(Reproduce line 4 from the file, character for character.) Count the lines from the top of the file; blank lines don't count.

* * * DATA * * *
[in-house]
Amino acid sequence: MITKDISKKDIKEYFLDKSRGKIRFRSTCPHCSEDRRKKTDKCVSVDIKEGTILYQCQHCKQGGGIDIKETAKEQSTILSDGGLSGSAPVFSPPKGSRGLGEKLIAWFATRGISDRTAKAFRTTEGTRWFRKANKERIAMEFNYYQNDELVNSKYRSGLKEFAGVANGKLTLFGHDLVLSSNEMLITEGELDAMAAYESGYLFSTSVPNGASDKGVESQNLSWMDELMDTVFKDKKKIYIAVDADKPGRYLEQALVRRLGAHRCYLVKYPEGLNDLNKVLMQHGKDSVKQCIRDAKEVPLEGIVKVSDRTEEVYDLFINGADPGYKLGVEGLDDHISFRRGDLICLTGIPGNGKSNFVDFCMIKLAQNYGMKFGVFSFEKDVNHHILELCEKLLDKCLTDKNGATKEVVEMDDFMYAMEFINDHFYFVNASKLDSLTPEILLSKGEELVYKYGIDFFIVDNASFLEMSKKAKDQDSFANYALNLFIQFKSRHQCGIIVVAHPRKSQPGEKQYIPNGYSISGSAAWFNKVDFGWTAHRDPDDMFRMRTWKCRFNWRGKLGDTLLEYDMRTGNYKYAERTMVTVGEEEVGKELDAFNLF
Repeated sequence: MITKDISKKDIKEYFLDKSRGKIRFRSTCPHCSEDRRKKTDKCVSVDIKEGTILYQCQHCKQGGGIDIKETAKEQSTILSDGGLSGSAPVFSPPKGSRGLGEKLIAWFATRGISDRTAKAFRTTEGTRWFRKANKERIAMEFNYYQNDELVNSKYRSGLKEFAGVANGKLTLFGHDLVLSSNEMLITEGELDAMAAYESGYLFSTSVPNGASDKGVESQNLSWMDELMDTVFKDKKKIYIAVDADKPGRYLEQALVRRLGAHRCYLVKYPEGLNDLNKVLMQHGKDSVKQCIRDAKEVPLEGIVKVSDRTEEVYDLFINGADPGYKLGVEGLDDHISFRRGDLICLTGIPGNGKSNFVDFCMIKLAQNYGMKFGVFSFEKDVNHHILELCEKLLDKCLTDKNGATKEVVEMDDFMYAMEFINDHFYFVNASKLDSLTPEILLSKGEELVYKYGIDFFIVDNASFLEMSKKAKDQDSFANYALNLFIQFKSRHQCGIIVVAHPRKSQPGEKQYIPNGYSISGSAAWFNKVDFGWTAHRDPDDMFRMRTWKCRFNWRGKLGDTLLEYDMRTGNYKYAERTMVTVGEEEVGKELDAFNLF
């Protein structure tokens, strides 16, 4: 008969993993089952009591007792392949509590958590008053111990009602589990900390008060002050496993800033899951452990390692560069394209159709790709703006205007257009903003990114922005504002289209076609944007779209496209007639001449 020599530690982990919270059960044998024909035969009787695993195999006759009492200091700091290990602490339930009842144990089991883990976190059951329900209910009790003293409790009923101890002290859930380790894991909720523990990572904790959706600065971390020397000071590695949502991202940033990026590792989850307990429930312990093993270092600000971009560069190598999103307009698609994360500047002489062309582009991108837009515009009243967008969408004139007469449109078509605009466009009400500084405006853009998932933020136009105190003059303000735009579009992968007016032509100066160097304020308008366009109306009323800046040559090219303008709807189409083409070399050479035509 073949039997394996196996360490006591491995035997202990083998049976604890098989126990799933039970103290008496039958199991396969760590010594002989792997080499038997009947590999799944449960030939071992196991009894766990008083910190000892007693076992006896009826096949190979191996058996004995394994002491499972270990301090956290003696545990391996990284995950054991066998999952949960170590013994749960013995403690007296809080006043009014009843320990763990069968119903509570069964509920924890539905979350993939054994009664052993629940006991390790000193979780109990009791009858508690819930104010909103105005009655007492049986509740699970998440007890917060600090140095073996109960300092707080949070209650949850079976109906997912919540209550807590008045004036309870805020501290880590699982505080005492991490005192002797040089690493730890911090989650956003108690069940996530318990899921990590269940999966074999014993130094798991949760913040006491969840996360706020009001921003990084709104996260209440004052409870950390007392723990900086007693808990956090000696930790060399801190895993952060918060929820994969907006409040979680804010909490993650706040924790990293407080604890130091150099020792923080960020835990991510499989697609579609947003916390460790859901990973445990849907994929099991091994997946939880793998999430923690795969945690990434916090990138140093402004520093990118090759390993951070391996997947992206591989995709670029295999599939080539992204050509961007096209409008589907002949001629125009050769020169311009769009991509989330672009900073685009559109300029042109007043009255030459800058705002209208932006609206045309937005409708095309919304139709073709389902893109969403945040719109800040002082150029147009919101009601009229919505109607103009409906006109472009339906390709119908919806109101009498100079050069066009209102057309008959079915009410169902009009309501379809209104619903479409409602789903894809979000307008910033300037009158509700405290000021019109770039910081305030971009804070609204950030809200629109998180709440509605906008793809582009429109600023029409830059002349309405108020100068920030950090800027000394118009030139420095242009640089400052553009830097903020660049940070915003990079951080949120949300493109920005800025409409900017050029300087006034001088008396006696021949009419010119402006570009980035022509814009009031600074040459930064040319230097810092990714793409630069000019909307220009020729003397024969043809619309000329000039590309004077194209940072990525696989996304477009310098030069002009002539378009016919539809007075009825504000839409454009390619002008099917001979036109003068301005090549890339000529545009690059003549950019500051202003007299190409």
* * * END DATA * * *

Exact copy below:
């Protein structure tokens, strides 16, 4: 008969993993089952009591007792392949509590958590008053111990009602589990900390008060002050496993800033899951452990390692560069394209159709790709703006205007257009903003990114922005504002289209076609944007779209496209007639001449 020599530690982990919270059960044998024909035969009787695993195999006759009492200091700091290990602490339930009842144990089991883990976190059951329900209910009790003293409790009923101890002290859930380790894991909720523990990572904790959706600065971390020397000071590695949502991202940033990026590792989850307990429930312990093993270092600000971009560069190598999103307009698609994360500047002489062309582009991108837009515009009243967008969408004139007469449109078509605009466009009400500084405006853009998932933020136009105190003059303000735009579009992968007016032509100066160097304020308008366009109306009323800046040559090219303008709807189409083409070399050479035509 073949039997394996196996360490006591491995035997202990083998049976604890098989126990799933039970103290008496039958199991396969760590010594002989792997080499038997009947590999799944449960030939071992196991009894766990008083910190000892007693076992006896009826096949190979191996058996004995394994002491499972270990301090956290003696545990391996990284995950054991066998999952949960170590013994749960013995403690007296809080006043009014009843320990763990069968119903509570069964509920924890539905979350993939054994009664052993629940006991390790000193979780109990009791009858508690819930104010909103105005009655007492049986509740699970998440007890917060600090140095073996109960300092707080949070209650949850079976109906997912919540209550807590008045004036309870805020501290880590699982505080005492991490005192002797040089690493730890911090989650956003108690069940996530318990899921990590269940999966074999014993130094798991949760913040006491969840996360706020009001921003990084709104996260209440004052409870950390007392723990900086007693808990956090000696930790060399801190895993952060918060929820994969907006409040979680804010909490993650706040924790990293407080604890130091150099020792923080960020835990991510499989697609579609947003916390460790859901990973445990849907994929099991091994997946939880793998999430923690795969945690990434916090990138140093402004520093990118090759390993951070391996997947992206591989995709670029295999599939080539992204050509961007096209409008589907002949001629125009050769020169311009769009991509989330672009900073685009559109300029042109007043009255030459800058705002209208932006609206045309937005409708095309919304139709073709389902893109969403945040719109800040002082150029147009919101009601009229919505109607103009409906006109472009339906390709119908919806109101009498100079050069066009209102057309008959079915009410169902009009309501379809209104619903479409409602789903894809979000307008910033300037009158509700405290000021019109770039910081305030971009804070609204950030809200629109998180709440509605906008793809582009429109600023029409830059002349309405108020100068920030950090800027000394118009030139420095242009640089400052553009830097903020660049940070915003990079951080949120949300493109920005800025409409900017050029300087006034001088008396006696021949009419010119402006570009980035022509814009009031600074040459930064040319230097810092990714793409630069000019909307220009020729003397024969043809619309000329000039590309004077194209940072990525696989996304477009310098030069002009002539378009016919539809007075009825504000839409454009390619002008099917001979036109003068301005090549890339000529545009690059003549950019500051202003007299190409």